Meanwhile, the heads of more than 60
prominent Christian organisations have also
written to the president, urging him not to attack Iraq. They said that
any attack would be in breach of the traditional Christian doctrine of just
With due respect to the sincerity of all
these letter writers, it sometimes seems that, as with many other ethical
matters, you first take your stand and then you look for the Christian
doctrine or biblical passage that supports your position.
In any case, once you start to read your
Bible you have to ask where notions of just war derive. How can any war –
almost inevitably involving the slaughter of innocent victims - be called
just, or biblical? On matters of war I sometimes wonder if the truest
Christians aren’t the pacifists like
Stanley Hauerwas. It’s hard to avoid the suspicion that Christian
just war theory is simply an attempt to circumvent the clear teachings
Yet life itself is not just. And
Christians are called to be salt to our world. We are called to restore
Do you remember the killing fields of
Kampuchea, when General Pol Pot initiated the massacre of any Cambodian
deemed ideologically unsound? Around two million innocent people were
Does any Christian really think it would
have been an injustice to eliminate Pol Pot?
And hands up all the Christians who think
Dietrich Bonhoeffer was wrong to try to kill Adolf Hitler?
Here are some excerpts from a letter to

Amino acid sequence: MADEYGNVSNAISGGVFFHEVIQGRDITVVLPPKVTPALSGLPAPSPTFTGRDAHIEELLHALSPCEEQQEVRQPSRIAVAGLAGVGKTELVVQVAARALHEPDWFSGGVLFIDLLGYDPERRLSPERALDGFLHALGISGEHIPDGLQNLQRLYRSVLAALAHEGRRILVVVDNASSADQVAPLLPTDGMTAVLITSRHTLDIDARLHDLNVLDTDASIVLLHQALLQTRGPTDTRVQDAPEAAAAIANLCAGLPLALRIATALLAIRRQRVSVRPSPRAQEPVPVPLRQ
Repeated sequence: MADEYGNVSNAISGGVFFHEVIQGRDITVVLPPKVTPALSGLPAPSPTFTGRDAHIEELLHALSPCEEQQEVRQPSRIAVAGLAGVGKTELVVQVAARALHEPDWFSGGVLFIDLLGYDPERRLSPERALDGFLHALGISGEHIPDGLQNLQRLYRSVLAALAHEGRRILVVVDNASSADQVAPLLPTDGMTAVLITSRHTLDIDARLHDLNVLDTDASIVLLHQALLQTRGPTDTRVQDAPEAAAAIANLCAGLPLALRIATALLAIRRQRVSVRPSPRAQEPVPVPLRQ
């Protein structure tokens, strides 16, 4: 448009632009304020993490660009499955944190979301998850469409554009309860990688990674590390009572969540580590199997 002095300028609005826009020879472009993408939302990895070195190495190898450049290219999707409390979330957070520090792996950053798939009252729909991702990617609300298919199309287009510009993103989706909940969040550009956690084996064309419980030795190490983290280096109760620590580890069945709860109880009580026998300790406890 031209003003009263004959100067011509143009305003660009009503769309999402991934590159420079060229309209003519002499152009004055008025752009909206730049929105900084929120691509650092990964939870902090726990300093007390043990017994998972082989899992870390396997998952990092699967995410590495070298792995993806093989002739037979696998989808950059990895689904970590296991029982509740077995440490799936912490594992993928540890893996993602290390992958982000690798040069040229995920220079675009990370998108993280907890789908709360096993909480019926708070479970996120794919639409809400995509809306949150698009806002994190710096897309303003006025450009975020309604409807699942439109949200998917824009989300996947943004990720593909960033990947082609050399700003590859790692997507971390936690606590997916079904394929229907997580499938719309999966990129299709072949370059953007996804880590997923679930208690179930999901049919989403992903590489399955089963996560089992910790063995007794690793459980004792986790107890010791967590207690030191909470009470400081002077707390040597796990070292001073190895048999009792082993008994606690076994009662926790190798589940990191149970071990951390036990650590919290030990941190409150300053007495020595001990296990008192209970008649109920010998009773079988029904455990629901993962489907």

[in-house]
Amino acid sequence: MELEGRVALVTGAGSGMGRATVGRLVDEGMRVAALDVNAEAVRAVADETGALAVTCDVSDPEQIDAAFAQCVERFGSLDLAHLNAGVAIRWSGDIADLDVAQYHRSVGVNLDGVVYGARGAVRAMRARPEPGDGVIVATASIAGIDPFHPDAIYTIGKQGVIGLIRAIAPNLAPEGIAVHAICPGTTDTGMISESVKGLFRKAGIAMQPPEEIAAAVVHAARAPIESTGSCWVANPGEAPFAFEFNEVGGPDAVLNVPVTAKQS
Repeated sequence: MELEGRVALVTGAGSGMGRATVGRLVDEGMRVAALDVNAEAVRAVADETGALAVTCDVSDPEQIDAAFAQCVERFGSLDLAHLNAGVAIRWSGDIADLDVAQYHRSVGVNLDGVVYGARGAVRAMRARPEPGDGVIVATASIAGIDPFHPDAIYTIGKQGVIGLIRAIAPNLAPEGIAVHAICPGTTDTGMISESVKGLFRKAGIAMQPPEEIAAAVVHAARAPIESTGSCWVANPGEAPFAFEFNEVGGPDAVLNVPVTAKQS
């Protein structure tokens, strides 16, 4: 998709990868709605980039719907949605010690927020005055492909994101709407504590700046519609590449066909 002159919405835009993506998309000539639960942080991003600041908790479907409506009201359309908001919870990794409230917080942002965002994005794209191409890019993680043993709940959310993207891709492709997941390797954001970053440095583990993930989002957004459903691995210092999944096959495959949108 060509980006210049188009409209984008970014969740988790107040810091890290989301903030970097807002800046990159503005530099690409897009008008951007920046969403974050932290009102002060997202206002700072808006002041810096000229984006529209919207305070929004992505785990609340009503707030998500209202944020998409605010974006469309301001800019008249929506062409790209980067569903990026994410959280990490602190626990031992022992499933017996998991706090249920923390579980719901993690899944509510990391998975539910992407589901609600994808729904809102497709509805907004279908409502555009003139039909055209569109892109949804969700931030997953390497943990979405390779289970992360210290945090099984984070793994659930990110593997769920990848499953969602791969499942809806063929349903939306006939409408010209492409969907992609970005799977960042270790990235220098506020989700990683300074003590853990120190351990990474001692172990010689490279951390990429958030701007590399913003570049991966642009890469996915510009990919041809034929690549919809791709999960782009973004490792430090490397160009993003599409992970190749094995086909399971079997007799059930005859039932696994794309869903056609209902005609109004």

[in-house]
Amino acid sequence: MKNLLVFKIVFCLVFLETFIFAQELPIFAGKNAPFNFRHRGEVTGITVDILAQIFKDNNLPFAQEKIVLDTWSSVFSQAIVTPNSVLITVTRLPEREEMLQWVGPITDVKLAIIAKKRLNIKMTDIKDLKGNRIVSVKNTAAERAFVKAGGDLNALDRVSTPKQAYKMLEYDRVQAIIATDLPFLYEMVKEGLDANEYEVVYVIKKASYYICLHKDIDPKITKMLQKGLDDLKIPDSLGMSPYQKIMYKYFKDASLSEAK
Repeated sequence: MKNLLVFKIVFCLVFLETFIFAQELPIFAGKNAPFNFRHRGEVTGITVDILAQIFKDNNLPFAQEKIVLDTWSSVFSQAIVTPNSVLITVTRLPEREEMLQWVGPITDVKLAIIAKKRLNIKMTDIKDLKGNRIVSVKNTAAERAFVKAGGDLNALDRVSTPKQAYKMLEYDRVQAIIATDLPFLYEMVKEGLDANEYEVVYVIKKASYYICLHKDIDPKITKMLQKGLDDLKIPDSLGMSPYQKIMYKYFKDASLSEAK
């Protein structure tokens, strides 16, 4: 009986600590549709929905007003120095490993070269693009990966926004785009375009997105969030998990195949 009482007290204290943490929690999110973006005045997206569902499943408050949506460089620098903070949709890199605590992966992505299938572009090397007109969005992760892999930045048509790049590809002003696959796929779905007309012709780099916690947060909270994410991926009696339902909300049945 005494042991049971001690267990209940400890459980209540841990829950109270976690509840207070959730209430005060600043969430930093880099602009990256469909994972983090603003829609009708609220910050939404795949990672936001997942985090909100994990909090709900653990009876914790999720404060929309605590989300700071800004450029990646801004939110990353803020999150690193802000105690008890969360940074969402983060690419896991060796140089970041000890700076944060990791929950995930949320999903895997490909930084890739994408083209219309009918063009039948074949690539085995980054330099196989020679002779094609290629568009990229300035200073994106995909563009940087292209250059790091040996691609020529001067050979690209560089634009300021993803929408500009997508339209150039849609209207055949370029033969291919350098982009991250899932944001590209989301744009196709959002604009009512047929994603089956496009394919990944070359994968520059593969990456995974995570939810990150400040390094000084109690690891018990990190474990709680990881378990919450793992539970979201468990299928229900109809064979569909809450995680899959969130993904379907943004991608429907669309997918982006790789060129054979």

The Australian newspaper from Dr Leanne Piggott, lecturer in Middle
East Studies at the University of Sydney:
At the end of the Gulf war in 1991 the
Shiites of southern Iraq rose up in rebellion against Saddam to try to shake
off the dictatorship under which they had been living. The uprising was
brutally crushed by the Iraqi army and Saddam’s nine internal security
services. For example, in Amara (near Basra), they made the Shiites, or
anyone who looked religious, lie down in the streets and then buried them
alive under asphalt. Some 60,000 to 70,000 people were killed in and around
Amara in 1991. During the 1990s, the regime killed about 300,000 Shiites in
In the Anfal campaign in the late 1980s,
the Iraqi regime destroyed 4,000 Kurdish villages in the north of the
country. Between 100,000 and 150,000 Kurds were killed, some with poison
gas. Around a million more people were sent into internal exile.
Since 1979, Saddam has been directly
responsible for the deaths of approximately one million Iraqi citizens and a
further one million Iraqi soldiers who died in wars which he instigated
against Iran and Kuwait.
Between 1.5 and 2 million Iraqis have
been internally displaced and a further 4.5 million Iraqi refugees are
scattered across the globe. Altogether, 10 per cent of the Iraqi population
has been killed or deported.
Now, I wish that the
US would show some repentance about its early support for Saddam Hussein. I
wish it had worked harder to stop the expansion of Israeli settlements on
the West Bank. I wish it would speak out more on Tibet and East Timor and
many other regions of suffering. I wish oil were not involved. I wish. I
But do not the Iraqi people deserve some
justice? How much longer must their suffering continue?
Christians are called upon to be salt to
this world. Salt sometimes stings. Saddam Hussein is engaged in genocide
against his own people. I would ask my fellow Christians: where is the
justice in not removing him from power?
October 29th, 2002
War on Iraq – How Did I Get It Wrong?
I supported an invasion.
September 20th, 2006